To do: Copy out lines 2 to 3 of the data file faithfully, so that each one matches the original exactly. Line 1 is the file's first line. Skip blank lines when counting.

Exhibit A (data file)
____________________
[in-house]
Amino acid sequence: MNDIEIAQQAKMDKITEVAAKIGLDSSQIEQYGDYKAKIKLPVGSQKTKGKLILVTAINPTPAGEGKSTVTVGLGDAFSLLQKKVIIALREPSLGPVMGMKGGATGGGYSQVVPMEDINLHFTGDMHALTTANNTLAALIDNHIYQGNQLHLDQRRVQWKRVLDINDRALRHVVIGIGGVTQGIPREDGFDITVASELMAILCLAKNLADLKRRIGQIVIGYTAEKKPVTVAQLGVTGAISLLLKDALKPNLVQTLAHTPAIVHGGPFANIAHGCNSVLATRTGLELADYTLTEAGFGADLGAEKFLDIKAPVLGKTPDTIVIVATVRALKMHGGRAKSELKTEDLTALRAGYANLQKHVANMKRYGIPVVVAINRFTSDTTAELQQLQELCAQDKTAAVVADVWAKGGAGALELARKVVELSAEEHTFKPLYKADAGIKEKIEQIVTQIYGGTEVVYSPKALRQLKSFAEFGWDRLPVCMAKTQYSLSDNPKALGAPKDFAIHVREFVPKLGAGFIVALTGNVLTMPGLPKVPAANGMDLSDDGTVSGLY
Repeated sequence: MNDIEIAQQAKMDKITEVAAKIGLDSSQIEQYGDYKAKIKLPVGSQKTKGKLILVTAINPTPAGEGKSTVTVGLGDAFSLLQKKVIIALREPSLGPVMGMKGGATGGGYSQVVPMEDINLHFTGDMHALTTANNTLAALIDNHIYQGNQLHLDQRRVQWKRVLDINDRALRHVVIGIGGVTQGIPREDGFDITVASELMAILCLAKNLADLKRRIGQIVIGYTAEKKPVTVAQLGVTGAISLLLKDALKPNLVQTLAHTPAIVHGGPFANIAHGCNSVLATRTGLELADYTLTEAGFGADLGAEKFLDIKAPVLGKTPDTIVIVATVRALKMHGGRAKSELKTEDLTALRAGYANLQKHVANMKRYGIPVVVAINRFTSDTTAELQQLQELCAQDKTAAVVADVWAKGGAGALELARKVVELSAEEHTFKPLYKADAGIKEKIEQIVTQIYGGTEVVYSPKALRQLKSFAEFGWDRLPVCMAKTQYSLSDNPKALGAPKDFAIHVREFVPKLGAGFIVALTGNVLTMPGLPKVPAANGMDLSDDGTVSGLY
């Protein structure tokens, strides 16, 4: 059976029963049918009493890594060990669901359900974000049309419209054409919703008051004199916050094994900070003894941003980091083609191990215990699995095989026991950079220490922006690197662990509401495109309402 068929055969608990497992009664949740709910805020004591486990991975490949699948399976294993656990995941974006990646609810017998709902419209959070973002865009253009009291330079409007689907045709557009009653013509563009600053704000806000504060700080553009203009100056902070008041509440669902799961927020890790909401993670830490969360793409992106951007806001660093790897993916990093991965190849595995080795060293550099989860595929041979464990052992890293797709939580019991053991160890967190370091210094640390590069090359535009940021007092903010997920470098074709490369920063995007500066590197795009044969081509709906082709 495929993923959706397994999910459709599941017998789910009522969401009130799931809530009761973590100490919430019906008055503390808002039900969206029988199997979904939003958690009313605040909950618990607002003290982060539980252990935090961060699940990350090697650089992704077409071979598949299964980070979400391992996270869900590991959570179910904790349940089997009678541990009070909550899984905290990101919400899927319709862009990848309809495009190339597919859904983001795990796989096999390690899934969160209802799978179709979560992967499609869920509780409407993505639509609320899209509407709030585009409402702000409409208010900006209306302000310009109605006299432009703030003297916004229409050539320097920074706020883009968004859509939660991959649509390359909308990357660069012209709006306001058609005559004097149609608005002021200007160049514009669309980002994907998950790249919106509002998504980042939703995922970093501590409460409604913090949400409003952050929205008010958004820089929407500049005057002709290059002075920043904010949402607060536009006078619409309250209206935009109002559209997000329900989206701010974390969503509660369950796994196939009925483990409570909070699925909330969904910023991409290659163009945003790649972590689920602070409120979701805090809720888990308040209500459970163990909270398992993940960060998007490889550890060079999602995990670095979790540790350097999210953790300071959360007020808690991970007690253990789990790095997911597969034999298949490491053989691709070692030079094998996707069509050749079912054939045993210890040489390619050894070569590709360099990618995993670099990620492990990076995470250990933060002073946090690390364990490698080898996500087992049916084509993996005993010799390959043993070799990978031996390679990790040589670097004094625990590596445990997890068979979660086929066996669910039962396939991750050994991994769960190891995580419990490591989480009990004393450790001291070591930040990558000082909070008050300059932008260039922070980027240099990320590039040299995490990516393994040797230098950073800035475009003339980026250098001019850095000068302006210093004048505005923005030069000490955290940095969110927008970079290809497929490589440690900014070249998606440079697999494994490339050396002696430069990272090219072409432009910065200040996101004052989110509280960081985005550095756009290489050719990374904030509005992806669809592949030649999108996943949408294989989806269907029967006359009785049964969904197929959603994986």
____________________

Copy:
Amino acid sequence: MNDIEIAQQAKMDKITEVAAKIGLDSSQIEQYGDYKAKIKLPVGSQKTKGKLILVTAINPTPAGEGKSTVTVGLGDAFSLLQKKVIIALREPSLGPVMGMKGGATGGGYSQVVPMEDINLHFTGDMHALTTANNTLAALIDNHIYQGNQLHLDQRRVQWKRVLDINDRALRHVVIGIGGVTQGIPREDGFDITVASELMAILCLAKNLADLKRRIGQIVIGYTAEKKPVTVAQLGVTGAISLLLKDALKPNLVQTLAHTPAIVHGGPFANIAHGCNSVLATRTGLELADYTLTEAGFGADLGAEKFLDIKAPVLGKTPDTIVIVATVRALKMHGGRAKSELKTEDLTALRAGYANLQKHVANMKRYGIPVVVAINRFTSDTTAELQQLQELCAQDKTAAVVADVWAKGGAGALELARKVVELSAEEHTFKPLYKADAGIKEKIEQIVTQIYGGTEVVYSPKALRQLKSFAEFGWDRLPVCMAKTQYSLSDNPKALGAPKDFAIHVREFVPKLGAGFIVALTGNVLTMPGLPKVPAANGMDLSDDGTVSGLY
Repeated sequence: MNDIEIAQQAKMDKITEVAAKIGLDSSQIEQYGDYKAKIKLPVGSQKTKGKLILVTAINPTPAGEGKSTVTVGLGDAFSLLQKKVIIALREPSLGPVMGMKGGATGGGYSQVVPMEDINLHFTGDMHALTTANNTLAALIDNHIYQGNQLHLDQRRVQWKRVLDINDRALRHVVIGIGGVTQGIPREDGFDITVASELMAILCLAKNLADLKRRIGQIVIGYTAEKKPVTVAQLGVTGAISLLLKDALKPNLVQTLAHTPAIVHGGPFANIAHGCNSVLATRTGLELADYTLTEAGFGADLGAEKFLDIKAPVLGKTPDTIVIVATVRALKMHGGRAKSELKTEDLTALRAGYANLQKHVANMKRYGIPVVVAINRFTSDTTAELQQLQELCAQDKTAAVVADVWAKGGAGALELARKVVELSAEEHTFKPLYKADAGIKEKIEQIVTQIYGGTEVVYSPKALRQLKSFAEFGWDRLPVCMAKTQYSLSDNPKALGAPKDFAIHVREFVPKLGAGFIVALTGNVLTMPGLPKVPAANGMDLSDDGTVSGLY